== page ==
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Open Access
Article
Publication date: 13 February 2023

Rexford Abaidoo and Elvis Kwame Agyapong

The study examines the effect of macroeconomic risk, inflation uncertainty and instability associated with key macroeconomic indicators on the efficiency of financial institutions…

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Abstract

Purpose

The study examines the effect of macroeconomic risk, inflation uncertainty and instability associated with key macroeconomic indicators on the efficiency of financial institutions among economies in sub-Saharan Africa (SSA).

Design/methodology/approach

Data for the empirical inquiry were compiled from 35 SSA economies from 1996 to 2019. The empirical estimates were carried out using pooled ordinary least squares (POLS) with Driscoll and Kraay’s (1998) standard errors.

Findings

Reported empirical estimates show that macroeconomic risk and exchange rate volatility constrain the efficiency of financial institutions. Further results suggest that inflation uncertainty has a significant influence on the efficiency of financial institutions among economies in the subregion. Additionally, reviewed empirical estimates show that institutional quality positively moderates the nexus between inflation uncertainty and financial institution efficiency. At the same time, political instability is found to worsen the adverse effect of macroeconomic risk on the efficiency of financial institutions.

Practical implications

For policymakers and governments, improved institutional structures are recommended to ensure the operational efficiency of financial institutions, especially during an inflationary period. For decision-makers among financial institutions, the study recommends policies that have the potential to make their institutions less vulnerable to macroeconomic risk and exchange rate fluctuations.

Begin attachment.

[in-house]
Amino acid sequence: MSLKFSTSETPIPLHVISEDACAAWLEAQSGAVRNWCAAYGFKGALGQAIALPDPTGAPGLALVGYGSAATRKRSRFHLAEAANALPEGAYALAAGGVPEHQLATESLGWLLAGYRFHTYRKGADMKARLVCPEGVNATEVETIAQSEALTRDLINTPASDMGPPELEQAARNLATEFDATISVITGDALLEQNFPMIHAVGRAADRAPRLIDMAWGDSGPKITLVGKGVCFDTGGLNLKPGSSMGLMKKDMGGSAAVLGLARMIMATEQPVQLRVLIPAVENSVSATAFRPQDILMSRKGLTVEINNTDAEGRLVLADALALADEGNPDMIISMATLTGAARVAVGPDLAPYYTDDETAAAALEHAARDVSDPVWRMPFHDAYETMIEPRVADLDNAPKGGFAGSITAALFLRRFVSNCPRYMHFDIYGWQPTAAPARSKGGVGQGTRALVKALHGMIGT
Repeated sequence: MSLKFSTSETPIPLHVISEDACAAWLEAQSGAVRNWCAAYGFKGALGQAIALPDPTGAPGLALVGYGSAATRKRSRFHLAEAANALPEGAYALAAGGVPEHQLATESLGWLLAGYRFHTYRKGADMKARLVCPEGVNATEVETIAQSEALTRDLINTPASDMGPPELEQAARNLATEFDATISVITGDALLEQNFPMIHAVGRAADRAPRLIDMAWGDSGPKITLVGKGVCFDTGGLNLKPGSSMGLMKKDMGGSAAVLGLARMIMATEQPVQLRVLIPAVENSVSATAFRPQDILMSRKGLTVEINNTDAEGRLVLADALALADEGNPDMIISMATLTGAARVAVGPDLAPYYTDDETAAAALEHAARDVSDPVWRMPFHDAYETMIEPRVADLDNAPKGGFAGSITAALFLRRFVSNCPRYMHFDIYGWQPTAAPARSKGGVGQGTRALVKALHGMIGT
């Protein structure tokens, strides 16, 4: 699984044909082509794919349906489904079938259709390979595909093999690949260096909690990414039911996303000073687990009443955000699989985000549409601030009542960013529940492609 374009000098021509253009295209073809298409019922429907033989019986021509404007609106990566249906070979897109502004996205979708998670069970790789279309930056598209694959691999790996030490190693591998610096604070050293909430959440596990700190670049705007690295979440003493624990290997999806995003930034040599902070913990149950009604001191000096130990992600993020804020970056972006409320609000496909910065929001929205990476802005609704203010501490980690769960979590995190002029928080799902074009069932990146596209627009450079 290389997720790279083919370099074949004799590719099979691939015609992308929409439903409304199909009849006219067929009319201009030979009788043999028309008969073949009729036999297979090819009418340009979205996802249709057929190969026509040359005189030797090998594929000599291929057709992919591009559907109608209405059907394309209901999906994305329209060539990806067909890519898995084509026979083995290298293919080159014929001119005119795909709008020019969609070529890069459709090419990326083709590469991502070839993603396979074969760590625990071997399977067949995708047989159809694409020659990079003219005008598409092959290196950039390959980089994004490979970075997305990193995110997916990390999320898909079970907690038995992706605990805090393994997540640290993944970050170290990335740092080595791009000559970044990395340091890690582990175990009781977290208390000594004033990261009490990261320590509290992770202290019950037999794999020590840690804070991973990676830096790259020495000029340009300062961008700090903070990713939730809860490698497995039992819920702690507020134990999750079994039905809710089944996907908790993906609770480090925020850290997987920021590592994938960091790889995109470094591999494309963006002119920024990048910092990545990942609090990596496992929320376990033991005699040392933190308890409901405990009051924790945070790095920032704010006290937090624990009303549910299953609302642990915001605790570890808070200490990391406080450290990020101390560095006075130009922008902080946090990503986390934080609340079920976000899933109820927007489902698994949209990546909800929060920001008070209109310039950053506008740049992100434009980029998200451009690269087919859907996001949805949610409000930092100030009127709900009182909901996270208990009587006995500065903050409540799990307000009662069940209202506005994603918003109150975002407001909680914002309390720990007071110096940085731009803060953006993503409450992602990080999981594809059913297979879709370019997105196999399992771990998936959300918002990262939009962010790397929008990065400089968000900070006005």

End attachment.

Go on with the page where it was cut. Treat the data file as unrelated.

Originality/value

The approach adopted in this study differs significantly from related studies in that the study examines and reviews interactions and relationships not readily found in the reviewed literature.

Article
Publication date: 3 October 2023

Rexford Abaidoo and Elvis Kwame Agyapong

This study examines the extent to which regulatory policy uncertainty, macroeconomic risk, banking industry innovations, etc. influence variability in financial sector development…

Abstract

Purpose

This study examines the extent to which regulatory policy uncertainty, macroeconomic risk, banking industry innovations, etc. influence variability in financial sector development among emerging economies in sub-Sahara Africa (SSA).

Design/methodology/approach

Data for the empirical inquiry were compiled from a sample of 25 economies from the subregion from 2010 to 2020. Empirical estimates examining the relationships noted above were carried out using the two-step system generalized method of moments estimation technique.

Findings

Results the empirical estimates suggest that regulatory policy uncertainty and macroeconomic risk adversely influence or constrain financial sector development among the economies examined in the study. Banking industry innovations on the other hand is found to positively influence the development of the financial sector in these economies. Furthermore, moderating empirical analysis suggests that effective governance positively moderates the relationship between banking industry innovations and financial development among economies in the subregion.

Originality/value